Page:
Arieh O'Sullivan
The Media Line
July 5, 2011 - 12:00am

As it maintains its isolation of the Hamas rulers, Israel has been working to boost the Palestinian Authority (PA) in the Gaza Strip by gradually supporting its projects there.

“I believe our current policy to work with international organizations and support the Palestinian Authority’s projects in Gaza, plus our efforts to weaken Hamas, are the way to bring about the real change in Gaza,” said Maj.-Gen. Eitan Dangot, Israel’s government coordinator for activities in the West Bank and Gaza. But, he stressed: We have no desire to ever return to the Gaza Strip.”

Dangot said there is no humanitarian crisis in the coastal enclave where some 1.5 million Palestinians live under the rule of Hamas, the Islamic movement that seized power four years ago.

Israel imposed a blockade on Gaza, which prevented necessary goods from reaching Gazans and provoking scathing international criticism. In the past year as international pressure grew in the wake of the deadly Mavi Mamara raid by Israeli commandos, the blockade has been considerably eased. Nevertheless, Israel is determined not to let Hamas benefit too much from the change.

“We don’t see any shortages. We don’t get any special requests. Even now, one month before Ramadan we don’t see any priorities for food,” Dangot said in response to a question from The Media Line at a briefing with foreign correspondents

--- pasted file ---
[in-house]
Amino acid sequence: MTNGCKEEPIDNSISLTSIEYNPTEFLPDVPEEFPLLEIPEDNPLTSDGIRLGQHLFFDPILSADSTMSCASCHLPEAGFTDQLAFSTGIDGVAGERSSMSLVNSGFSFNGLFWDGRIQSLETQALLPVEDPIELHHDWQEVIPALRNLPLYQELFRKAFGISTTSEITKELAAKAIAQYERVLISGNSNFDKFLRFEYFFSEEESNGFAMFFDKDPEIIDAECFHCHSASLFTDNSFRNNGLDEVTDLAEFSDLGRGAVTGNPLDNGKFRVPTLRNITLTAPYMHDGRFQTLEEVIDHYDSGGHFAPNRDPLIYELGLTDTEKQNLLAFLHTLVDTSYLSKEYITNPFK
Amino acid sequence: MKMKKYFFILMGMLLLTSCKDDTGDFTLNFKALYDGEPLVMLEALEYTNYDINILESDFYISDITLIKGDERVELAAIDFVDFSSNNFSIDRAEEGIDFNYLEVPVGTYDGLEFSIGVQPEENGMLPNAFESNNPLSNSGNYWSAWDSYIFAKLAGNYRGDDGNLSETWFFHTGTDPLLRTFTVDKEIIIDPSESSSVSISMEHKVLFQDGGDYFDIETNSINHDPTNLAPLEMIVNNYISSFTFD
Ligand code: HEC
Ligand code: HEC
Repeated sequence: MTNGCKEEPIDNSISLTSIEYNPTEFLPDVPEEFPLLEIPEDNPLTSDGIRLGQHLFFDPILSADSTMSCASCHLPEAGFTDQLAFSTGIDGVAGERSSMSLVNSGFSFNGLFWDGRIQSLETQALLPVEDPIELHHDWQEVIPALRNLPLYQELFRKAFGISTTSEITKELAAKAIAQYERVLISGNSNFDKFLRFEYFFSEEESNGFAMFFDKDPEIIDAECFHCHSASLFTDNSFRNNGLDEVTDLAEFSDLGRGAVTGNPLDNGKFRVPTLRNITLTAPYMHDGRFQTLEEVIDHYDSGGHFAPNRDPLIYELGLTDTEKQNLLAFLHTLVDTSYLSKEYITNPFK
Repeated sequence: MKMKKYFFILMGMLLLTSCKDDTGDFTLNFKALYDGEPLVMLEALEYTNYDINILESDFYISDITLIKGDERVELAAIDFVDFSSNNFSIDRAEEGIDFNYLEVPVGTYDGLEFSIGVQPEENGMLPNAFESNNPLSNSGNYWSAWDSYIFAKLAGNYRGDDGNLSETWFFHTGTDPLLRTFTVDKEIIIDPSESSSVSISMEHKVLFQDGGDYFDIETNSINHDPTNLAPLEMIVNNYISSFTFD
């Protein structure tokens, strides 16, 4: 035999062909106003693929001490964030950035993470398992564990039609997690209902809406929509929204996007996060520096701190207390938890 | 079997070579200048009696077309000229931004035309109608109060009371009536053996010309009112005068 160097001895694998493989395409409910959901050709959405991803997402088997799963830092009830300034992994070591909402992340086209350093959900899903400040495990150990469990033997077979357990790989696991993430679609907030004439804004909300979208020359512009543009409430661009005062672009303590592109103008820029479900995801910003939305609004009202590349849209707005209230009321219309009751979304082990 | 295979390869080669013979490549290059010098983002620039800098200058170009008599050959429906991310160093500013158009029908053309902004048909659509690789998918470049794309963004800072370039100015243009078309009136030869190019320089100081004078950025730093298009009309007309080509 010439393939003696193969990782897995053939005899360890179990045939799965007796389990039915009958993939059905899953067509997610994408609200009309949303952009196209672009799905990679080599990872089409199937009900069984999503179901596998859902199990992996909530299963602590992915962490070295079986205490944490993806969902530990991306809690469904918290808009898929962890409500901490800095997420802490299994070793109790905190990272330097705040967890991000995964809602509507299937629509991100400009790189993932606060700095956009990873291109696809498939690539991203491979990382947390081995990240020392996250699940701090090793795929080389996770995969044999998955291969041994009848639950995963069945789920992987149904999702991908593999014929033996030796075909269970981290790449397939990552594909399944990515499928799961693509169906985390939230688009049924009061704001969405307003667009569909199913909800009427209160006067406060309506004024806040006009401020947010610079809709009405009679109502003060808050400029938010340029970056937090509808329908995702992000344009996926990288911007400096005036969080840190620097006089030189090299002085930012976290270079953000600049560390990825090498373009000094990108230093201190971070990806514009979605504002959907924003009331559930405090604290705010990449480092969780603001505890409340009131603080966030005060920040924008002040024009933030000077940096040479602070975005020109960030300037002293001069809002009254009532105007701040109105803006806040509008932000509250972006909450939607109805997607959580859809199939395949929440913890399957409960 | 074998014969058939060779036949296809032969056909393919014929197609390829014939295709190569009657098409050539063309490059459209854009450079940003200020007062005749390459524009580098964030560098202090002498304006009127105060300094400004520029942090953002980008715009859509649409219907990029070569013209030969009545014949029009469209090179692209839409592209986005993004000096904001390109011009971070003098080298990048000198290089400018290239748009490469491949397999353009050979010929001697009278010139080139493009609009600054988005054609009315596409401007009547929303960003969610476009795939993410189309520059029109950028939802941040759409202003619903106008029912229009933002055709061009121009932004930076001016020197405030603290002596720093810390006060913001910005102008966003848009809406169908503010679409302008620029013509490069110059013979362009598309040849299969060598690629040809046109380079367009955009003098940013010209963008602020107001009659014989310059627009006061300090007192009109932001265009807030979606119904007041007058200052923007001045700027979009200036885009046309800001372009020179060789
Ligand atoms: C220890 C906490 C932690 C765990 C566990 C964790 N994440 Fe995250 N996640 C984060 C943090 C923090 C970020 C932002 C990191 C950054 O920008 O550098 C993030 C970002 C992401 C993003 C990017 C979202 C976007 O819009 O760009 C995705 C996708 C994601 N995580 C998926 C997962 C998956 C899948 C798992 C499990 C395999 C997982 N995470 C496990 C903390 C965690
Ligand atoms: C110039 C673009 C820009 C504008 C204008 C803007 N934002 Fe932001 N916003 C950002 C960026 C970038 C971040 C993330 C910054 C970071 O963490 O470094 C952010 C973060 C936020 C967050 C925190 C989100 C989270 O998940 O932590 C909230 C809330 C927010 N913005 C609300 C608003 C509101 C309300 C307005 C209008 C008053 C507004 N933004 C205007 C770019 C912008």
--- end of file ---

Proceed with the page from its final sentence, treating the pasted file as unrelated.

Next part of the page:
Although ordinary life has returned to Gaza, the state of humanitarian affairs in Gaza has resurfaced again as activists from the U.S. and Europe seek to break the blockade as the Mavi Marmara did last year to deliver supplies by sea. As of Tuesday, the flotilla has been blocked by Greek authorities from setting sail amid a concerted effort by Israel to keep the activists at bay.

According to data supplied by Israel, on average about 250 trucks cross into the Gaza Strip daily full of food, medicine, and building supplies as well as millions of liters of fuel and gas. That traffic is an increase from just 90 a day a year ago and is due mainly to the 50 million-shekel ($14.7 million) expansion of the crossings to support up to 300 trucks a day.

The general said Israel is continuing with its efforts, even though the Gaza-Israel cargo crossing has been targeted by more than 60 rockets and mortar shells out of the 460 fired from Gaza over the past year.

In the year since the Israeli government decided to increase the delivery of humanitarian aid to the Gaza Strip, it has seen the capacity of truck crossing grow by 233%, according to Ministry of Defense data. Israeli policy regarding which materials it allows into the Gaza Strip is aimed at keeping items such as concrete and aggregate away from Hamas so that they cannot rebuild either military structures or Hamas government infrastructures and thus, remain a weakened ruler.

There are around 163 projects currently approved for Gaza, including schools, homes, greenhouses, health clinics and water and sewage projects, Dangot said. Of these, 30 have been completed and some 50 are in various stages of implementation.